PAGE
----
Posts Tagged ‘San Diego’
In what was a timely follow-up to my analysis of the Toronto Sun story published earlier this week, Rebecca Woolington of The Oregonian brings us a story profiling a San Diego police officer hosting a four-hour training session for fellow police officers in Oregon’s Washington County. The training is far from standard, as Brian Herritt will be instructing police officers on how to respond to autistic children. The father of an autistic child himself, Herritt’s inspiration began when his son eloped at the age of three and he found himself relying on police to find him. While his son was discovered safely, Herritt noticed police may be unprepared to handle autistic children, his experience as a parent and law enforcement official created a dedication to teaching cops how to recognize signs of autism and deescalate situations. Conversely, he also wants to teach parents the mentality of police officers.
The Autism Society of Oregon is funding the training session, and one likely subject will be the potential of confusing symptoms of autism spectrum disorder (people talking to themselves or fixating on objects) with socially awkward behaviors that exhibit signs of drug and alcohol use. Herritt also explains how to best take autistic people into custody, what crimes they are most likely to commit or fall victim to, and to avoid assuming someone isn’t cooperating because they’re not responding to questions or orders (as explained many times on this site, some autistic people don’t communicate verbally).
Autistic people must follow the laws like everyone else, but after the ordeal I dissected in Toronto, Herritt’s mission is the perfect antidote to solve issues surrounding lack of awareness of autism in law enforcement. One training session won’t make police experts, but because Herritt is a fellow officer with an autistic child, his ability to communicate to both parents and cops is more effective. He understands the wishes of parents to accommodate autism spectrum disorder when approached and the rapid responses officers must sometimes make on or off-duty. As I mentioned in the last story, there will be increasing encounters between autistic people and police officers as the autism population grows and ages, which likely means Herritt won’t be the only cop to offer this training in the future.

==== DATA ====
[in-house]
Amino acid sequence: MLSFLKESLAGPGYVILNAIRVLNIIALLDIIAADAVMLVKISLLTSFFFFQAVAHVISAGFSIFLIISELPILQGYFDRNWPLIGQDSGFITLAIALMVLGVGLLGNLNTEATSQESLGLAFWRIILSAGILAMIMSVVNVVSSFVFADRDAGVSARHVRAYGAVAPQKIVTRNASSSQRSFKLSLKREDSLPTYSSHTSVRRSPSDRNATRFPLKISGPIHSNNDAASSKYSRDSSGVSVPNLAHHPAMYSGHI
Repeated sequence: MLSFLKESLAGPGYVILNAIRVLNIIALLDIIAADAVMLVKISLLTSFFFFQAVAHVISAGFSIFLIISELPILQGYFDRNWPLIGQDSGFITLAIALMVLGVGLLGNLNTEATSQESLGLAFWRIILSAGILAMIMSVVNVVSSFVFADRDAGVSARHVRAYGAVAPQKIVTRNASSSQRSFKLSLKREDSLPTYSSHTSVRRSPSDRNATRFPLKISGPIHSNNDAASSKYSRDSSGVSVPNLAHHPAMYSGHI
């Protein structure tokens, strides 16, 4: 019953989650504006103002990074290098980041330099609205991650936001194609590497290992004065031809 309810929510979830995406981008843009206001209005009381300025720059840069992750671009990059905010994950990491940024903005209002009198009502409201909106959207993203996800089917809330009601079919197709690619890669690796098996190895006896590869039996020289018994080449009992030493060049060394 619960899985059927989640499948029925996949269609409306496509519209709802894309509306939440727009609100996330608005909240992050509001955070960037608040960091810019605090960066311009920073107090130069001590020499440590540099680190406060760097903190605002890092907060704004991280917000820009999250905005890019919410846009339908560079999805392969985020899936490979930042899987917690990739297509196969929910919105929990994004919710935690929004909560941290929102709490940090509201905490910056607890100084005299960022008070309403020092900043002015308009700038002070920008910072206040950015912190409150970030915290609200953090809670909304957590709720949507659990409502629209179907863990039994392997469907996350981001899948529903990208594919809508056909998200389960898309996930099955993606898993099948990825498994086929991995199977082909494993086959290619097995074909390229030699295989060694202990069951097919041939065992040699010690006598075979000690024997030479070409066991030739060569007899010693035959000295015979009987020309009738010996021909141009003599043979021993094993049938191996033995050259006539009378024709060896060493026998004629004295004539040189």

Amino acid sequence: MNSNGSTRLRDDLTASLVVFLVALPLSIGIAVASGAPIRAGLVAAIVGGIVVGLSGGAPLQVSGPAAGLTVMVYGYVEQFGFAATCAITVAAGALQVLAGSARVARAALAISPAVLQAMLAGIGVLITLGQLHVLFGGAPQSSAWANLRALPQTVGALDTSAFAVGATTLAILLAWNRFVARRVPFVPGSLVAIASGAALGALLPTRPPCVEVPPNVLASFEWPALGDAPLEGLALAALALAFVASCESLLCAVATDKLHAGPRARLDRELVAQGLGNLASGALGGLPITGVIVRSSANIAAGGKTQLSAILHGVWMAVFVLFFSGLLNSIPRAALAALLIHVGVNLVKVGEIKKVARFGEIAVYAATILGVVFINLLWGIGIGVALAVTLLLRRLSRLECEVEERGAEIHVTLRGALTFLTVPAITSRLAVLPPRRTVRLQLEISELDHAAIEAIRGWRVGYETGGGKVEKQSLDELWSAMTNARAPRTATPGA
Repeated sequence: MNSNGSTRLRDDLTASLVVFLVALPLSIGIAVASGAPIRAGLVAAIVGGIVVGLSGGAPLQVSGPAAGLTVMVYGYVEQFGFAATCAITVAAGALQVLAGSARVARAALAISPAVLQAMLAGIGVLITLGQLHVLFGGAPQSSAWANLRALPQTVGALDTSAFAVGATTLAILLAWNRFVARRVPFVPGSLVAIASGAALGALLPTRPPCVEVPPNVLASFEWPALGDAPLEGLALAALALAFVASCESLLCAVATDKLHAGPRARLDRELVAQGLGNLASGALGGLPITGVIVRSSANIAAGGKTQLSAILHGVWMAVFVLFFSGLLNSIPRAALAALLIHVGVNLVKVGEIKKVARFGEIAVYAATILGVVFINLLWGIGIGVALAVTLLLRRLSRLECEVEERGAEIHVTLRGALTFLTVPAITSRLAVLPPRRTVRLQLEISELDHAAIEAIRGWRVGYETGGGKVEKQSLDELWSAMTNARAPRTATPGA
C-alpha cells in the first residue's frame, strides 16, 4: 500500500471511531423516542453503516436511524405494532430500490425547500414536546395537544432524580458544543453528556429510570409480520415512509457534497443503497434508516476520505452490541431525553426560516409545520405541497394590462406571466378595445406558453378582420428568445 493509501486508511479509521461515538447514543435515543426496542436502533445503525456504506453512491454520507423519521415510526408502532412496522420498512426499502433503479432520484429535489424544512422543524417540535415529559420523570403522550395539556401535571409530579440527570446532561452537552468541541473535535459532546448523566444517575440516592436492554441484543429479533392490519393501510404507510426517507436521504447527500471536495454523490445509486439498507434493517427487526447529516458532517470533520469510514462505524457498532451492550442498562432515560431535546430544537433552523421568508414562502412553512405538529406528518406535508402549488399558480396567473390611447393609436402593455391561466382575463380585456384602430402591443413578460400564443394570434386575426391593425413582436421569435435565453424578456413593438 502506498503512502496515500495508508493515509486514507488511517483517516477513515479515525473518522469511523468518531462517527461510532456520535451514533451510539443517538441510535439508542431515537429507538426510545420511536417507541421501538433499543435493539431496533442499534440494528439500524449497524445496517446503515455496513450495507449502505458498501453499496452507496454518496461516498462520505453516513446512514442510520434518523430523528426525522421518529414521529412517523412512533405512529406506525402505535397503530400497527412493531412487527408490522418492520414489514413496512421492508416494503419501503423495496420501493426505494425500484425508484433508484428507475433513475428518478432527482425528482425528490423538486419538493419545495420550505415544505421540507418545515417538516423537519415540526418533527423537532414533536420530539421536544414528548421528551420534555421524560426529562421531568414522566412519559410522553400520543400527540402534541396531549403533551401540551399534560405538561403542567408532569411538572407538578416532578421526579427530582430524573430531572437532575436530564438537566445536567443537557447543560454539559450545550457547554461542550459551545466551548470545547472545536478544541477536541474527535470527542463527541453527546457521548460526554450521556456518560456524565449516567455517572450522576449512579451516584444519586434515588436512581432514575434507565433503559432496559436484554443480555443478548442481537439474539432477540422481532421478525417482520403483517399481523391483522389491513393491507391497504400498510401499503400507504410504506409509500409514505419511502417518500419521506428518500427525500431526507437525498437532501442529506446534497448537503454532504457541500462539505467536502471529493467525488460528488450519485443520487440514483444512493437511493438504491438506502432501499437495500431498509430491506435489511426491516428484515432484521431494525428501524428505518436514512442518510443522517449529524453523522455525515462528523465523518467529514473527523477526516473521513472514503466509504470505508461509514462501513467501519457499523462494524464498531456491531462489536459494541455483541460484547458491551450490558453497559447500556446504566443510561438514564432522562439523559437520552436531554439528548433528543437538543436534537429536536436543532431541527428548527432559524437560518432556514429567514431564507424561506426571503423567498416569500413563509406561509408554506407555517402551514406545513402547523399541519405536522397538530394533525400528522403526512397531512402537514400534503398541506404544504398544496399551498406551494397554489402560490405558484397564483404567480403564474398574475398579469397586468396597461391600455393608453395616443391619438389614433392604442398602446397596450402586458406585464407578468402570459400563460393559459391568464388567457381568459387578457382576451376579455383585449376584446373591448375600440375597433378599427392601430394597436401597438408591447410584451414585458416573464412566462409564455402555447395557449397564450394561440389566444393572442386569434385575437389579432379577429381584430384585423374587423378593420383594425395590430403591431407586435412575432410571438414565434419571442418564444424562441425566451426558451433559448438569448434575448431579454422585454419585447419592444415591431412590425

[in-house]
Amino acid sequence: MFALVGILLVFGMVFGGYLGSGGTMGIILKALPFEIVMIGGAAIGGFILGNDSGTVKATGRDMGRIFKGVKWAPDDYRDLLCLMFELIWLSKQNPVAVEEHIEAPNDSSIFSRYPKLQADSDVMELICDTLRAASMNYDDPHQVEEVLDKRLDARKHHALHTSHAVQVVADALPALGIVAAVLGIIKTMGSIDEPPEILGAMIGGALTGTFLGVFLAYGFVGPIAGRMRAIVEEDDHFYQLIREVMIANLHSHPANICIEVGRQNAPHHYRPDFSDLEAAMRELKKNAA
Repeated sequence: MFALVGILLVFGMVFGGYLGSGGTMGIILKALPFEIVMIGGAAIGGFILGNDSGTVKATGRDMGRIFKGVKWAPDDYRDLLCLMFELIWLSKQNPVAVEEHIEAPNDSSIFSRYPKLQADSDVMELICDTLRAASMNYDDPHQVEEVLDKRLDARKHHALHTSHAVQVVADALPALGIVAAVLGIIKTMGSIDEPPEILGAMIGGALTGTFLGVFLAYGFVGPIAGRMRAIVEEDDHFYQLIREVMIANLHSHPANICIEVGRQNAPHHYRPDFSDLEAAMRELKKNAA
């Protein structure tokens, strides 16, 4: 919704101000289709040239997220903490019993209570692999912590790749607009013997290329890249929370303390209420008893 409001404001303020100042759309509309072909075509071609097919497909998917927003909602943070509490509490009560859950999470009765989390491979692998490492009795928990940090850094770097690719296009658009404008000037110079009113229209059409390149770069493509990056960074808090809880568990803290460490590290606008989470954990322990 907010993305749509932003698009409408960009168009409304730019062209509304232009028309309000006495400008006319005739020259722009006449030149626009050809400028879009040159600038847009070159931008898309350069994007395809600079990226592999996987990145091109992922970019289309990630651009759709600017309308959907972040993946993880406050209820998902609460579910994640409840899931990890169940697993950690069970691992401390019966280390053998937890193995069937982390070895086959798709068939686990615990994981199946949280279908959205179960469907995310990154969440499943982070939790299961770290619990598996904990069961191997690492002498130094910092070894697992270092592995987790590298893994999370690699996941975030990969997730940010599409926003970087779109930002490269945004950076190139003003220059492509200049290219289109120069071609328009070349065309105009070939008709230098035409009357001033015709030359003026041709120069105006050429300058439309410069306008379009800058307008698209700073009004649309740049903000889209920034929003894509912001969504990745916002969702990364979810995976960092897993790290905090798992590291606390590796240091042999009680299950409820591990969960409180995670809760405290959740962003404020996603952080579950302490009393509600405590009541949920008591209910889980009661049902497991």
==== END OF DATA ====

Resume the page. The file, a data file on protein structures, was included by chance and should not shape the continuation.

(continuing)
There’s also a possibility of a follow-up story in The Oregonian as the training session doesn’t take place until next Wednesday, creating a set-up to report the response of attendants. Many are representatives of the sheriff’s office and local police departments in Oregon, so finding ties for the reading audience would not require much effort. Continuing to cover this story could also reveal Herritt’s future plans for these training sessions; the fact he is traveling to Oregon from the San Diego area brings forth the desire to promote a subset of knowledge to a group who most likely will need them on future assignments. Outside the region, other news editors and reporters may find citizens similar to Herritt who share his goal.
Woolington spends the first half of the story explaining Herritt’s background and his drive to educate other officers before switching to local sources for their reaction regarding his Oregon visit. Woolington indirectly highlights why autism training will matter to any kind of safety official in the long-term: parents already in the business are getting a first-hand experience with the disability.
CNN picked up a story originally published by Health.com reporting that a new study may help detect autism in children as young as 1. The study is a 24-item questionnaire that assesses a child’s ability to communicate via eye contact, sounds and gestures. Warning signs could then be noted, allowing children to receive treatment earlier than current models. The Health.com story lists the average age for a diagnosis at five years old. Although the lack of biological signs for autism can make diagnosing the disability tricky, the questionnaire takes five minutes to fill out and can be scored on the spot.
The checklist doesn’t identify autism spectrum disorder specifically, but will tell takers something is wrong, which may point to autism or another developmental delay. In the study, where 137 pediatricians in the San Diego area screened over 10,000 children, only 32 of the 184 children whose development was below normal were diagnosed with autism. However, 56 were diagnosed with a learning disorder and 9 had another disorder entirely. Overall, the questionnaire’s accuracy level from the study’s data pool was 75 percent.